“Now a certain leader asked him, ‘Good teacher, what must I do to inherit eternal life?’ Jesus said to him, ‘Why do you call me good? No one is good except God alone. You know the commandments: “Do not commit adultery, do not murder, do not steal, do not give false testimony, honor your father and mother.”’ The man replied, ‘I have wholeheartedly obeyed all these laws since my youth.’” (Luke 18:18-21 NET)
Most people that I know want the best out of life and to have the best life possible. The man Jesus was talking with wanted this. From what we can see he was living a good life. He was a Jew, one of God’s chosen people, and he was faithfully, wholeheartedly, following God’s commands. But he was missing something. “What must I do to inherit eternal life?” he asked Jesus. Continue reading “Trust in God or what we have?”
“Then someone from the crowd said to him, ‘Teacher, tell my brother to divide the inheritance with me.’ But Jesus said to him, ‘Man, who made me a judge or arbitrator between you two?’ Then he said to them, ‘Watch out and guard yourself from all types of greed, because one’s life does not consist in the abundance of his possessions’” (Luke 12:13-15 NET).
Two men came to Jesus with what one of them considered to be a problem: he didn’t think he was getting a fair share of the inheritance. We don’t know the circumstances of his complaint, but it could have been as simple as the way inheritance laws were set up in God’s Law. The firstborn son would receive a double portion of the inheritance (see Deuteronomy 21:15-17). If that is the case here, the younger son might be complaining that the inheritance was not split equally and was hoping Jesus would change the inheritance law so he could have more.
Jesus could see what the real problem was: greed. So he told them a story. Continue reading “Where is our security?”
“Woe to you who are at ease in Zion, and trust in Mount Samaria. Notable persons in the chief nation, to whom the house of Israel comes! Go over to Calneh and see; and from there go to Hamath the great; then go down to Gath of the Philistines. Are you better than these kingdoms? Or is their territory greater than your territory?” (Amos 6:1-2 NKJV).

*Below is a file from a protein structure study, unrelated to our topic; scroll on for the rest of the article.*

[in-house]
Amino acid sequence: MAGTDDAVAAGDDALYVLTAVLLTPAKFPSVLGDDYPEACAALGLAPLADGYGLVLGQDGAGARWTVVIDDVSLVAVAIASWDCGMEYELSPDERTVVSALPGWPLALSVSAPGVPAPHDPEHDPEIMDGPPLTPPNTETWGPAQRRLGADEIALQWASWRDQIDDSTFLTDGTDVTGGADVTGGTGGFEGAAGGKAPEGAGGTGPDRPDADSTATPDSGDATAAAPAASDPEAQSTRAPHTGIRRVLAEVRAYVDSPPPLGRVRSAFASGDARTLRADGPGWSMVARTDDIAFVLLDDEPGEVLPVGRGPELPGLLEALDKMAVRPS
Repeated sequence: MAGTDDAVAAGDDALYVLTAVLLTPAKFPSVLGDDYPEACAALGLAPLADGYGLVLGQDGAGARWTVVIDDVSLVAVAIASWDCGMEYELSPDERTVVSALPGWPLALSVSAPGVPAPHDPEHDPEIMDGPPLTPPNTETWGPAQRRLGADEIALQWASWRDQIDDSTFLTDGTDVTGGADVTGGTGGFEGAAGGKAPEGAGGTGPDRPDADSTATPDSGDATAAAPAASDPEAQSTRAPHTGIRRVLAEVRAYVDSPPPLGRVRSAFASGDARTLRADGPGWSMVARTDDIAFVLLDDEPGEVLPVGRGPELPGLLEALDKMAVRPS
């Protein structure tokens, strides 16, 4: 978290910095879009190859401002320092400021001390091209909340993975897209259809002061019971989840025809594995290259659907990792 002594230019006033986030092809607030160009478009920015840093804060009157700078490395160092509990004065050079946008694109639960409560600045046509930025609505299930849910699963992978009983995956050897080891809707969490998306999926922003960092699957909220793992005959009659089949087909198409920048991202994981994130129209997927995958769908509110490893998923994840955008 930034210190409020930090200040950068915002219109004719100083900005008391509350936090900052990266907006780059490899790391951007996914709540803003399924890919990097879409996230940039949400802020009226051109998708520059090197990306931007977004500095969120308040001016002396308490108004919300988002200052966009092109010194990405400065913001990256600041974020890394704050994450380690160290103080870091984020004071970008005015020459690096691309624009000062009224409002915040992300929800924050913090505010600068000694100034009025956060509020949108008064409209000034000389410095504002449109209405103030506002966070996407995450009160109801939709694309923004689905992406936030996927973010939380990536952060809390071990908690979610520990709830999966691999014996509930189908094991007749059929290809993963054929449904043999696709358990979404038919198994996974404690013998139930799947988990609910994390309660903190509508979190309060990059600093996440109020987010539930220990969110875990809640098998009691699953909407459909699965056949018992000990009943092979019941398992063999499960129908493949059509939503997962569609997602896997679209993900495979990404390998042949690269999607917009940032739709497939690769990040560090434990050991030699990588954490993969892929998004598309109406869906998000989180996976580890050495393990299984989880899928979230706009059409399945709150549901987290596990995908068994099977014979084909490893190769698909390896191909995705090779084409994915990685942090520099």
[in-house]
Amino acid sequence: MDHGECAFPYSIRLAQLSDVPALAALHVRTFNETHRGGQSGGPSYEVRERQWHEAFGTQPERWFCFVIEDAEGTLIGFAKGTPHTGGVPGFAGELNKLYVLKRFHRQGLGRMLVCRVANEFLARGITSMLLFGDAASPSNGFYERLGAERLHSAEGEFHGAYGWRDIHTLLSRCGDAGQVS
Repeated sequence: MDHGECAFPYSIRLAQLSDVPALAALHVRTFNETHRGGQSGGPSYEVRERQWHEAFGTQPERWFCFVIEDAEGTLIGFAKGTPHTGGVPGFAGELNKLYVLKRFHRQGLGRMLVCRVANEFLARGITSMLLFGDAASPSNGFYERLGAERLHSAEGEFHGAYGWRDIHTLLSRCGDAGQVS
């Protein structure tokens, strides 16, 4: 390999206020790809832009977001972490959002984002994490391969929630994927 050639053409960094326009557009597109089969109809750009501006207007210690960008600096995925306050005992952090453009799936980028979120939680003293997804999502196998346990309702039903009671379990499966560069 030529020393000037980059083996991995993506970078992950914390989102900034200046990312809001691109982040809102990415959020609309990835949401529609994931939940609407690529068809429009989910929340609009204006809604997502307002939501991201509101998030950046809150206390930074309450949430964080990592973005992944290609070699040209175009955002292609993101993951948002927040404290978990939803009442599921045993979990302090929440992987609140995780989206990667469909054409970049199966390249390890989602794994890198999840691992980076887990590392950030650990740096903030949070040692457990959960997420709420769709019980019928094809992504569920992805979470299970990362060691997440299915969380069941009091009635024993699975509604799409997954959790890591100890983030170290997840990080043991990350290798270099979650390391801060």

When I make reports on my work in undeveloped nations a very common response is “That sure makes us appreciate what we have doesn’t it?” Others will say, “We sure are blessed.” Behind such comments is an inference of guilt. Are we wrong to have so much when so many have so little? I believe a lot of sincere American Christians ask that question, and fear the answer. Continue reading “Is it wrong to prosper?”
During my sophomore college summer I returned home to Australia to work as a truck driver offsider. A church member, who owned a truck, hired me to assist him with his furniture delivery business.
Many details of that summer have slipped from memory, but not the choking lady. We were on the second floor of an apartment building where we had just delivered a large wall unit. She came down the stairs holding her throat, choking and with a look of panic in her eyes. Continue reading “Choking Hazard”
The popular meme by John Fugalsang creates a Jesus made in his own image saying Jesus was “anti-wealth.” In another version, Fugalsang says Jesus was “anti-capitalism”. Fugalsang’s meme goes on to say Jesus “never called the poor lazy.”
Jesus never mentioned being for or against any form of economics. Jesus had no wealth while on earth, but there is no biblical text that says Jesus was “anti-wealth.”
Fugalsang interprets Christ’s silence on any issue in favor of his own views. If Fugalsang is for it, then Jesus’ silence is for it. If Fugalsang is against it, then Jesus’ silence is against it. Continue reading “Politicizing Jesus”
We can hunger for a fulfillment that does not exist. Continue reading The dangers of materialism
Jesus calls us to be wise in our associations with the world. Continue reading Jesus' strangest parable
2008 in Nepal was a year of shortages and insufficiency. Taxi drivers told of waiting in petrol lines for 24 to 48 hours and then receiving only the rationed ten liters of fuel. Electricity blackouts, planned to ration the limited supply of power, averaged 8 hours per day throughout the country. Continue reading Equality